Lancaster farming. (Lancaster, Pa., etc.) 1955-current, February 19, 1972, Image 14

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    14—Lancaster Farming, Saturday, February 19, 1972
But Don't Bulldoze Away the Evidence
Aerial Photos —A Modern Water Sniffer?
Booming towns and cities may
be bulldozing away the best
evidence they will ever get as to
the presence beneath them of
abundant sources of fresh water.
The warning emerges from the
development of a new method of
prospecting for ground water
from the air.
Seven yearr ago Dr. Richard R.
Panzek, Pennsylvania State
University, and Dr. Lawrence H.
Lattman, now at the University
of Cincinnati, published their
discovery that zones of highly
fractured rock containing
significant quantities of ground
water reflect their presence in
subtle surface traces best
detected on aerial photographs.
One of the geologists actually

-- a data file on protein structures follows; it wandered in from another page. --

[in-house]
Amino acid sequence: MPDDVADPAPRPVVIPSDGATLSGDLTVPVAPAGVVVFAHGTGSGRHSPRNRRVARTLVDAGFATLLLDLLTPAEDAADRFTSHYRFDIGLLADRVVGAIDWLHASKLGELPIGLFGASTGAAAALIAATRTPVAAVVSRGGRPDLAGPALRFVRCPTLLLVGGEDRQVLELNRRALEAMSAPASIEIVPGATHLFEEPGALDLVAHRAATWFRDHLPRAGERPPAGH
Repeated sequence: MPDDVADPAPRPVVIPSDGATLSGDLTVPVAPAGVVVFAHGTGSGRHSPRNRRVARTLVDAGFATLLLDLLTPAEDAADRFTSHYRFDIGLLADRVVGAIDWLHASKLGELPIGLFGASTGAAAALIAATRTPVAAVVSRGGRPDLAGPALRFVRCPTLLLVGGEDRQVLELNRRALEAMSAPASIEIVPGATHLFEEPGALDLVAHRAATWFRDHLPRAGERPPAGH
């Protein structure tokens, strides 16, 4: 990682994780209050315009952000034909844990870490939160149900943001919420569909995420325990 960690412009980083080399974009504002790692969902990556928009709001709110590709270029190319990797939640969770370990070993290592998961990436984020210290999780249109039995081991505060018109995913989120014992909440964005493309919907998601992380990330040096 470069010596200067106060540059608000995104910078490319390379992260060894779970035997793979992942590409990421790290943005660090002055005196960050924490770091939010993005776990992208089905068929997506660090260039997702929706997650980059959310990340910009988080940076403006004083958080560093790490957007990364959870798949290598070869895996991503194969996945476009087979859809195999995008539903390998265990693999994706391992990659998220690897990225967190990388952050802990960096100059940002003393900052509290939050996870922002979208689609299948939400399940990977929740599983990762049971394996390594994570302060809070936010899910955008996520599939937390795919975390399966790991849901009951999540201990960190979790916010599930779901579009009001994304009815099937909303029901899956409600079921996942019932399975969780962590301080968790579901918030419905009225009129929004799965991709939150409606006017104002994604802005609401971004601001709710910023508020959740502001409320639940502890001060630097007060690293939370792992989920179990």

learned to fly in order to pursue
the research. .The method has
proved almost spectacularly
“. . the last six community
and industrial wells," a report
reads, “intentionally located by
this method . . . had a.combined
tested capacity of seven million
gallons per day and a con
servatively projected combined
capacity of more than 11 million
gallons per day. This is enough
water to supply a population of
61,000 .
But fracture traces lines of
vegetation, changes in soil tone,
surface sags, straight valley
alignments, etc. can be wiped
out by a bulldozer.
“Urban areas or mushrooming
developments, which have the
greatest need of dependable
water supplies,” says Parizek,
“are almost impossible to
prospect using aerial observation
techniques. Once fractured trace
clues have been obliterated, the
water prospector often has little
recourse but to fall back on
random drilling methods.
“By the simple expedient of
taking aerial photographs (or
filing existing ones) before
disturbing the land, cities,
developers, or private in
dividuals could preserve a record
of the topography that would be
invaluable to geologists selecting
well-sites, years later, using the
fracture trace method ”
Despite the predominance of
bulldozers, the new method is
now proving out in many parts of
the country: communities hard
pressed for fresh water are able
to open gushing wells in rocks
which were previously con
sidered poorly productive.
In most rock, a system of